NEW YORK ( The Deal) -- In the minds of many, Lehman Brothers' collapse and subsequent bankruptcy has served as a turning point in the country's financial landscape.
And while five years have gone by since the epic Chapter 11 filing on Sept. 15, 2008, its influence remains strong. For example, the movement behind the possible creation of a Chapter 14 of the U.S. Bankruptcy Code that would just be for financial institutions is a direct response to Lehman.
Meanwhile, the Lehman petition was clearly the impetus behind at least one piece of legislation, the Dodd-Frank Wall Street Reform and Consumer Protection Act, designed to improve accounting transparency among financial institutions and prevent future taxpayer bailouts of them.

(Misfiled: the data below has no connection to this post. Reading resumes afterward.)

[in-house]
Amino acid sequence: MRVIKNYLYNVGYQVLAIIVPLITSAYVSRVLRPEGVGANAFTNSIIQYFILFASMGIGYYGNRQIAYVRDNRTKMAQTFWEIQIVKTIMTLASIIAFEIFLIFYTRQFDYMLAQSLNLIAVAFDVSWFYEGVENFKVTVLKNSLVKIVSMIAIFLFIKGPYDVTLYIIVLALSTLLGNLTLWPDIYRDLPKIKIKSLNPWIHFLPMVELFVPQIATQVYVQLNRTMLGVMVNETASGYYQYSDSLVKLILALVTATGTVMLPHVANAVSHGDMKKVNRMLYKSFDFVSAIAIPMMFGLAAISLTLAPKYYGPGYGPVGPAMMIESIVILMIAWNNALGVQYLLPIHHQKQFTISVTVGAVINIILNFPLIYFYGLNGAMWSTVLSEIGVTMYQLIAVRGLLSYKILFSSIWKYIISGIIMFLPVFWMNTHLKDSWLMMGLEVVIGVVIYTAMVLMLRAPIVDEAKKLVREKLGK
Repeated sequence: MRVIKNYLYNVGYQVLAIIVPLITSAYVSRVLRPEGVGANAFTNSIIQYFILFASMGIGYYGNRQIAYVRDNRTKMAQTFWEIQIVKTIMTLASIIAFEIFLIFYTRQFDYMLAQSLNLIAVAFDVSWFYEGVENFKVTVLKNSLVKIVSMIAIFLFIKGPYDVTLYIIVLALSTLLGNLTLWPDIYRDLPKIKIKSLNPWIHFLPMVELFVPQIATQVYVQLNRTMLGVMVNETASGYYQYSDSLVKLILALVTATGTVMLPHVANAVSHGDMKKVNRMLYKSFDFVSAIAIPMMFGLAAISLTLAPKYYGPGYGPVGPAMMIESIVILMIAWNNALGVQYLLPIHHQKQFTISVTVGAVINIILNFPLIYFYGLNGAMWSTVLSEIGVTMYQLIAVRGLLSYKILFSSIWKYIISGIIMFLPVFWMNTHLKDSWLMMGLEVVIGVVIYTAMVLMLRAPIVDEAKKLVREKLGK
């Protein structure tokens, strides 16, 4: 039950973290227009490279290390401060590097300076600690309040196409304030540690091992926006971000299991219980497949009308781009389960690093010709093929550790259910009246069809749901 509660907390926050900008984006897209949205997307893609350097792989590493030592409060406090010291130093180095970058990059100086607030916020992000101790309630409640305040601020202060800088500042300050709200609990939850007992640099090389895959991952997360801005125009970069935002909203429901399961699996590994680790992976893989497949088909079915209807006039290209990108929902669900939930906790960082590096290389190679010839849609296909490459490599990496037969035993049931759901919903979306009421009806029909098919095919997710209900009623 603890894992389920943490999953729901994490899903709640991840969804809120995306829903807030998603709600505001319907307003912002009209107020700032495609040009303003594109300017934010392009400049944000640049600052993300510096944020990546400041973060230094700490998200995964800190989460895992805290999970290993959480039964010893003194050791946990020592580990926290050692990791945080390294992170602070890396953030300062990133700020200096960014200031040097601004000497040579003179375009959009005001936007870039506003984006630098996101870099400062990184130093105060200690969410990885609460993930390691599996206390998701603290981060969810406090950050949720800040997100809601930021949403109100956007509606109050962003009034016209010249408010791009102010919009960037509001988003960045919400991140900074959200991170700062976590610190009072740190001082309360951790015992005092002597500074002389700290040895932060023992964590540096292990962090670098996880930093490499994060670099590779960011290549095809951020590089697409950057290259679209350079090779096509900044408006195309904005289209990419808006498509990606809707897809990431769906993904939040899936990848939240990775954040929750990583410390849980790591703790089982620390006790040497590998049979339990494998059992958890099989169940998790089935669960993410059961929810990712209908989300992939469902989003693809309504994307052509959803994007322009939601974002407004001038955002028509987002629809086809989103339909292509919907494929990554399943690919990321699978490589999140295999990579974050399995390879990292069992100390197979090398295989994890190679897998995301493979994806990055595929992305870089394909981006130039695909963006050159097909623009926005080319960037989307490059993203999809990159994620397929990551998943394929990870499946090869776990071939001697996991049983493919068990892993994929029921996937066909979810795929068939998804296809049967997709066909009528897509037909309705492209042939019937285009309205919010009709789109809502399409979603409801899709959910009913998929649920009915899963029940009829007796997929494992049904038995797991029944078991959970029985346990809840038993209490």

Less clear is how "the skinniest Chapter 11 petition in history," as debtor counsel Harvey Miller of Weil, Gotshal & Manges LLP called it recently, inspired the speed at which bankruptcy sales were done in the cases of General Motors (GM) and Chrysler, which filed within two months of each other in the spring of 2009 and were sold in as lightning-quick a fashion as Lehman's North American investment bank and brokerage assets.Without question, general market turmoil, an economic freefall and widespread mistrust of the big banks and the regulators tasked with overseeing them followed the brokerage's implosion. "
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